Catalytic cycle of mammalian FMOs (Homo sapiens)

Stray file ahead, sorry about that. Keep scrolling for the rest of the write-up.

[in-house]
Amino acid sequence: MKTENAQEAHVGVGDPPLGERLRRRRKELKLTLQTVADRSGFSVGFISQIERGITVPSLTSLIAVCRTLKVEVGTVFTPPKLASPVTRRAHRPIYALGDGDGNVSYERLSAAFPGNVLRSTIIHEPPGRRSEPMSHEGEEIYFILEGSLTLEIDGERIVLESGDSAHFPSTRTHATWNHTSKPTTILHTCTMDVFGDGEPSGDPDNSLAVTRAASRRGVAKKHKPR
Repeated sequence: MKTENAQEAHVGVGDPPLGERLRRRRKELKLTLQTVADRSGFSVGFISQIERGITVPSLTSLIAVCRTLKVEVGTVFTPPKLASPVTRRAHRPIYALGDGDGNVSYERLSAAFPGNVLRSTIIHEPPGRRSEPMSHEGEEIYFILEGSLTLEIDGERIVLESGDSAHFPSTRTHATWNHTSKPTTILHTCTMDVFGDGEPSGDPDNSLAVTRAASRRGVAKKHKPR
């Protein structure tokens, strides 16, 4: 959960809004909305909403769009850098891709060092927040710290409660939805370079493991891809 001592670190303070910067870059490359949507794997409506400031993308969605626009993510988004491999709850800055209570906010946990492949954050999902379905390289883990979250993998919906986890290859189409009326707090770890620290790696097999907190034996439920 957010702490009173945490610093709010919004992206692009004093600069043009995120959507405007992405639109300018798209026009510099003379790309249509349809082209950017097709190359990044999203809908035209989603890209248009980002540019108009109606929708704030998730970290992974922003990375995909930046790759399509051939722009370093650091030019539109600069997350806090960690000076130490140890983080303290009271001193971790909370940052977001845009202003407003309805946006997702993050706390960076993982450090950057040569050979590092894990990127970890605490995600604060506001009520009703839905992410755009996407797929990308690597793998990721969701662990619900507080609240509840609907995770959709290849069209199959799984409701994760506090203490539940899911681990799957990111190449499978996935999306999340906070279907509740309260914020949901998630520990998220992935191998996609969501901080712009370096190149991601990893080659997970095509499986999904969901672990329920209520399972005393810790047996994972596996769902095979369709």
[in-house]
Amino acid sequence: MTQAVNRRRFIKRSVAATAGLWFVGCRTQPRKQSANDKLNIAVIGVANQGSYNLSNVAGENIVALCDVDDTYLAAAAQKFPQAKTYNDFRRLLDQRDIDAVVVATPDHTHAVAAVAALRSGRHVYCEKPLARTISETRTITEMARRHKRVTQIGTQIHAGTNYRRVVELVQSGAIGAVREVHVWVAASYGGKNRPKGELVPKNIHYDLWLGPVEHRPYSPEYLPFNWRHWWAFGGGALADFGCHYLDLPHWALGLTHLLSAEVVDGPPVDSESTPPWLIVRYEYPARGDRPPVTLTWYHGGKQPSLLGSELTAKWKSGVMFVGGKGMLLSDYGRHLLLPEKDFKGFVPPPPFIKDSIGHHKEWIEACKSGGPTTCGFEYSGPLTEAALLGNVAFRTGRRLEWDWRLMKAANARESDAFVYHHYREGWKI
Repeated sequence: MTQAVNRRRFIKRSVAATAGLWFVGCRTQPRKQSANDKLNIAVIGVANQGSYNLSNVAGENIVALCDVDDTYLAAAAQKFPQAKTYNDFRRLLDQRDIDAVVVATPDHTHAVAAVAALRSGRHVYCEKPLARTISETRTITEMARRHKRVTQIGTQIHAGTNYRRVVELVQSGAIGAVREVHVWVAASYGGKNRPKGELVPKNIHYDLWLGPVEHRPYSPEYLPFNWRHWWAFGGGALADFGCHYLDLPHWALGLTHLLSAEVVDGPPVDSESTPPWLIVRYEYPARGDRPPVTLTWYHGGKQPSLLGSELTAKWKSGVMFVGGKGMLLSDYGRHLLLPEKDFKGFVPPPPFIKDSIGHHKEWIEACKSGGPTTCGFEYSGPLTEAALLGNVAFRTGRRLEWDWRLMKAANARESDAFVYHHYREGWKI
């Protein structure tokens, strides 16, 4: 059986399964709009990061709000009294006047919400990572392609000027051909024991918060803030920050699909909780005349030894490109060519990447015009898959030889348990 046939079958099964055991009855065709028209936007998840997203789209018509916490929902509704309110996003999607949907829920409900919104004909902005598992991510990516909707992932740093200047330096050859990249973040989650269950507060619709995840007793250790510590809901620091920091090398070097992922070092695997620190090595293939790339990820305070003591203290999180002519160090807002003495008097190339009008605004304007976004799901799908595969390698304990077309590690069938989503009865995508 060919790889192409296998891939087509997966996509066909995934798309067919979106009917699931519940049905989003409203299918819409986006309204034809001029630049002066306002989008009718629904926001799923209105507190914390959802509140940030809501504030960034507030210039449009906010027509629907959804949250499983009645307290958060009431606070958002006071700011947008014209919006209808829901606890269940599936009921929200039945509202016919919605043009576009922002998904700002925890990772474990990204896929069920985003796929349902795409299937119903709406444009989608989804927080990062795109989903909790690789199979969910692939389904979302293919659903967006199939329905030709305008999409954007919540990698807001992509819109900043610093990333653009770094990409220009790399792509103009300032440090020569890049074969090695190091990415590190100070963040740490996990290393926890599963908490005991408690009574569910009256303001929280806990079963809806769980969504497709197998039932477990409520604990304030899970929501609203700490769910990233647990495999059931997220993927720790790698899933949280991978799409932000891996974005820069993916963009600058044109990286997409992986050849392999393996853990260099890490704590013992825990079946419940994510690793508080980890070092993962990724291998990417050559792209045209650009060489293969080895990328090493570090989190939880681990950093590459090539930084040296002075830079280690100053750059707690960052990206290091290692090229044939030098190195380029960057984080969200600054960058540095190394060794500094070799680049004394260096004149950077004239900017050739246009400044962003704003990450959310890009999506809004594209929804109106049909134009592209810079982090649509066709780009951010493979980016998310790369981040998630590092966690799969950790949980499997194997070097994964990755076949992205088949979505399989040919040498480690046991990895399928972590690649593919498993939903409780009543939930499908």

Flavin-containing monooxygenases are a group of enzymes that catalyze the oxygenation of substrates, mostly soft nucleophiles via the cofactor flavin. In the catalytic cycle, FMO binds to NADPH and to FAD, causing the reduction of FAD to FADH2. Next, molecular oxygen binds to the complex and is reduced to a hydroperoxide form, called 4a-hydroperoxyflavin. This complex is stable in the absence of a substrate. When a substrate is present, the distal O-atom of the complex is transferred to the substrate yielding an oxygenated product and leaving the flavincomplex 4a-hydroxyflavin that breaks down releasing water. At the end of the cycle, NADP+ is released resulting in FAD as the flavin form to start a next cycle. In contrast to cytochrome P450 enzymes, FMOs are generally not induced or inhibited by xenobiotic substances. The five human FMOs are tissue specific: FMO1 is present in the human fetal liver and the adult kidney, FMO2 is present in the lung and FMO3 is present in the adult liver.
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